Colombia itself is a major ‘national security’ dilemma for US policymakers. Colombia’s guerrilla war has imperilled the considerable Colombian investments of US-based transnational corporations, notably oil companies whose pipelines and other facilities are routinely bombed by the armed rebels. A 1997 White House report indicated Washington’s intention to reduce reliance on Middle East petroleum by shifting to imports from Colombia and other nations in the Western Hemisphere.

The US aid package is one component of Plan Colombia, a US$7.5 million strategy designed by the Colombian and US governments. Colombian President Pastrana has pledged US$4 million from his government and requested the US$3.5 million balance from foreign sources. The European Union (EU) and its member states, however, have rejected the plan’s military emphasis and the US agenda of bolstering Colombia’s counter-insurgency forces. In late October the EU and European donor governments announced a commitment of approximately US$400 million, only a fraction of the amount the Colombian government had intended to procure from the EU. The European Commission also determined that most assistance would be channelled to non-governmental organisations (NGOs), bypassing the Colombian government.

Plan Colombia’s economic policies represent an entrenching of the neo-liberal model imposed by the US government and US-dominated global financial institutions, namely the International Monetary Fund and World Bank. The authors of the plan maintain that the measures will foster development and prosperity, providing the social conditions to facilitate the peace process. In reality, these policy prescriptions exacerbated poverty and inequality in both urban and rural Colombia throughout the 1990s, and an intensification of neo-liberalism will occasion the conditions for the guerrillas to recruit more members and a subsequent increase in the repression of the broad-based popular movement.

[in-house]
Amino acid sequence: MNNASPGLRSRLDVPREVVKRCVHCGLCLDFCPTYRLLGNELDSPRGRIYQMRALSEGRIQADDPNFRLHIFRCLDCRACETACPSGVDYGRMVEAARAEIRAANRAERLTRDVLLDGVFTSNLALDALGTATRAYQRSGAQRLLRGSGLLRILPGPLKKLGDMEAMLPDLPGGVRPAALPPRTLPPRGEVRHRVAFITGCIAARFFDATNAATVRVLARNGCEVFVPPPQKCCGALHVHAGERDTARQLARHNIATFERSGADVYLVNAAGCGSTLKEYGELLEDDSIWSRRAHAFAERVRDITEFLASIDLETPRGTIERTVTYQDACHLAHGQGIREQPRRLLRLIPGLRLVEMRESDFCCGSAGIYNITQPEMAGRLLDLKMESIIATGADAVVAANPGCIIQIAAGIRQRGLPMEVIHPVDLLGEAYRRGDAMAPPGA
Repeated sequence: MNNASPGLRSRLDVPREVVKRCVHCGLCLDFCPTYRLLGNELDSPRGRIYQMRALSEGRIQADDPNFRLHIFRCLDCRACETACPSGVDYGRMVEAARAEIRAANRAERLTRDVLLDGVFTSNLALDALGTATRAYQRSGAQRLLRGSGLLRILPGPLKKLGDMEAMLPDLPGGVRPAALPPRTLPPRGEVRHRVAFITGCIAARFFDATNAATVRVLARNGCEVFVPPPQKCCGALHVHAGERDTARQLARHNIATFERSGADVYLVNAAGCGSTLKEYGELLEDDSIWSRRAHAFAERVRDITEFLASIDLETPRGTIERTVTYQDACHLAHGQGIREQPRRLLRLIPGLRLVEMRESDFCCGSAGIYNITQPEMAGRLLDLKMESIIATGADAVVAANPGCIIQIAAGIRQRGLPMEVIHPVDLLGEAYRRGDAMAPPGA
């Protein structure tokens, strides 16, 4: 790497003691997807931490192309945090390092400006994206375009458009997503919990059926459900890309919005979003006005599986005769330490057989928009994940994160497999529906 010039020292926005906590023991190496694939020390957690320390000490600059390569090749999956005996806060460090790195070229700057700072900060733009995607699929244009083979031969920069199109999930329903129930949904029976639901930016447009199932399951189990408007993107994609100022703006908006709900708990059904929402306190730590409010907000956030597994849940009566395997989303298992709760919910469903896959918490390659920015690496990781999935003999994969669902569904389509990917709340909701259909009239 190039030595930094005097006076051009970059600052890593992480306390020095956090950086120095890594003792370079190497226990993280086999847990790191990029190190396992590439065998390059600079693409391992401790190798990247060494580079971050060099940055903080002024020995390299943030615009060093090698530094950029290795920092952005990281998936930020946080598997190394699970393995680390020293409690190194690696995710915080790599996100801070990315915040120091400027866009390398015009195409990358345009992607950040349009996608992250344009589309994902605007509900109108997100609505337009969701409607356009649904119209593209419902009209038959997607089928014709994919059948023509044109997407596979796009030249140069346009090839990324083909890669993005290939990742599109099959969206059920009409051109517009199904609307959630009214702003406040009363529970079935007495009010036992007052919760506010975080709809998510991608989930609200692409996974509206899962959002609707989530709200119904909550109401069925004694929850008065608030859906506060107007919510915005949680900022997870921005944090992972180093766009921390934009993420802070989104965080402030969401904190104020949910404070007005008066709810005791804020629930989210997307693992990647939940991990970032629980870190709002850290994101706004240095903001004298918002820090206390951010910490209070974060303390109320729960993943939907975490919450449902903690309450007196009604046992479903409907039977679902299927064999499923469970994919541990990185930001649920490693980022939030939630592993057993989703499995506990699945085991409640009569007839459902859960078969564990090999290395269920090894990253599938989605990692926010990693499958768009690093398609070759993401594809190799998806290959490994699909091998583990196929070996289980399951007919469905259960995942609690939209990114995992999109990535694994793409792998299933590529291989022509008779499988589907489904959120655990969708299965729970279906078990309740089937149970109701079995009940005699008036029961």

For Washington, the ‘democratically elected’ Pastrana is playing a similar role as José Napoleon Duarte in El Salvador and Vinicio Cerezo in Guatemala during the 1980s. In both these cases, the civilian presidents were victorious in aptly labelled ‘demonstration elections’ — borrowing a term from US foreign policy critic Edward Herman. After Duarte and Cerezo took office their respective militaries retained all de facto power and continued to rule, assassinating and massacring with impunity while the civilian heads-of-state loyally obeyed prescribed parameters which strictly circumscribed their actions. This democratic facade served a legitimising function for US policy and the Central American military forces. In contemporary Colombia, US foreign policymakers have pursued this arrangement in conjunction with Colombian authorities.

A key advisor to George W. Bush has publicly intimated that his incoming administration intends at minimum to maintain the counter-insurgency-oriented strategy for Colombia.

The architects and endorsers of the Colombia military package are on the verge of sponsoring state terrorism to a degree exceeding US support for El Salvador’s death-squad regime. If US-backed state terrorism in Central America and elsewhere is any indication, this US wherewithal will translate into more death and devastation for Colombians.

The pretext for US intervention in Latin America has shifted from Soviet-exported communism to narco-trafficking in accord with international political reconfigurations, but the motivations remain unaltered. Only an expanded and vibrant US-centred mobilisation in solidarity with the popular struggle in Colombia, rooted in the Central America solidarity movement of the 1980s, will deter US imperialism from further contributing to the ‘Central Americanision’ of Colombia.

Joseph Raso is a PhD candidate in Politics at Macquarie University in Sydney